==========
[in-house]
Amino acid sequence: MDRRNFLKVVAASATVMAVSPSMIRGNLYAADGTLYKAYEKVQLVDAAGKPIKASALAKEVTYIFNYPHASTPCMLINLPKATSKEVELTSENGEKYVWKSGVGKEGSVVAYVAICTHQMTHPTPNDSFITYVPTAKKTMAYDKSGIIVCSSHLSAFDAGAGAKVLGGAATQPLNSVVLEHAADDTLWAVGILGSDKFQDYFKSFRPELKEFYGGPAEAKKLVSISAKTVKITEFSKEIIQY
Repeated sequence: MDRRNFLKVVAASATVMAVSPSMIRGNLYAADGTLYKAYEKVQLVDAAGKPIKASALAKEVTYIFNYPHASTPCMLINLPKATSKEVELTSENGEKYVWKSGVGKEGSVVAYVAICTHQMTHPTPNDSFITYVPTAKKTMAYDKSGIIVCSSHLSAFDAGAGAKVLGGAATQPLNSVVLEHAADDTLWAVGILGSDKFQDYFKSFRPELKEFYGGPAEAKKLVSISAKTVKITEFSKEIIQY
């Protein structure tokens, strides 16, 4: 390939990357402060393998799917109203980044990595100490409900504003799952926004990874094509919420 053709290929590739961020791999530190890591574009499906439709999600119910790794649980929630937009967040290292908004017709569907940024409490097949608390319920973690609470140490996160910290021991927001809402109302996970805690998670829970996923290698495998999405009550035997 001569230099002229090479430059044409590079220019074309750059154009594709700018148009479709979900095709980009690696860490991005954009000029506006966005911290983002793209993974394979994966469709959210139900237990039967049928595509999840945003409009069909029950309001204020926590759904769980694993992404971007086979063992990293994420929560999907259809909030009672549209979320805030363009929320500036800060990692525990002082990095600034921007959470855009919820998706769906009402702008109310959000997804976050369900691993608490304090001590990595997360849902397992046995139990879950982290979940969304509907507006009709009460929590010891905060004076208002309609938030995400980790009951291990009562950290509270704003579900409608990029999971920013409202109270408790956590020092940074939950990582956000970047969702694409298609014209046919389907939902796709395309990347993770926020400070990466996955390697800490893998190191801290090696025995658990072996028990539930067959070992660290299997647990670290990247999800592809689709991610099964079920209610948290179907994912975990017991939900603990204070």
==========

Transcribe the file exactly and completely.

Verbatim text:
[in-house]
Amino acid sequence: MDRRNFLKVVAASATVMAVSPSMIRGNLYAADGTLYKAYEKVQLVDAAGKPIKASALAKEVTYIFNYPHASTPCMLINLPKATSKEVELTSENGEKYVWKSGVGKEGSVVAYVAICTHQMTHPTPNDSFITYVPTAKKTMAYDKSGIIVCSSHLSAFDAGAGAKVLGGAATQPLNSVVLEHAADDTLWAVGILGSDKFQDYFKSFRPELKEFYGGPAEAKKLVSISAKTVKITEFSKEIIQY
Repeated sequence: MDRRNFLKVVAASATVMAVSPSMIRGNLYAADGTLYKAYEKVQLVDAAGKPIKASALAKEVTYIFNYPHASTPCMLINLPKATSKEVELTSENGEKYVWKSGVGKEGSVVAYVAICTHQMTHPTPNDSFITYVPTAKKTMAYDKSGIIVCSSHLSAFDAGAGAKVLGGAATQPLNSVVLEHAADDTLWAVGILGSDKFQDYFKSFRPELKEFYGGPAEAKKLVSISAKTVKITEFSKEIIQY
């Protein structure tokens, strides 16, 4: 390939990357402060393998799917109203980044990595100490409900504003799952926004990874094509919420 053709290929590739961020791999530190890591574009499906439709999600119910790794649980929630937009967040290292908004017709569907940024409490097949608390319920973690609470140490996160910290021991927001809402109302996970805690998670829970996923290698495998999405009550035997 001569230099002229090479430059044409590079220019074309750059154009594709700018148009479709979900095709980009690696860490991005954009000029506006966005911290983002793209993974394979994966469709959210139900237990039967049928595509999840945003409009069909029950309001204020926590759904769980694993992404971007086979063992990293994420929560999907259809909030009672549209979320805030363009929320500036800060990692525990002082990095600034921007959470855009919820998706769906009402702008109310959000997804976050369900691993608490304090001590990595997360849902397992046995139990879950982290979940969304509907507006009709009460929590010891905060004076208002309609938030995400980790009951291990009562950290509270704003579900409608990029999971920013409202109270408790956590020092940074939950990582956000970047969702694409298609014209046919389907939902796709395309990347993770926020400070990466996955390697800490893998190191801290090696025995658990072996028990539930067959070992660290299997647990670290990247999800592809689709991610099964079920209610948290179907994912975990017991939900603990204070």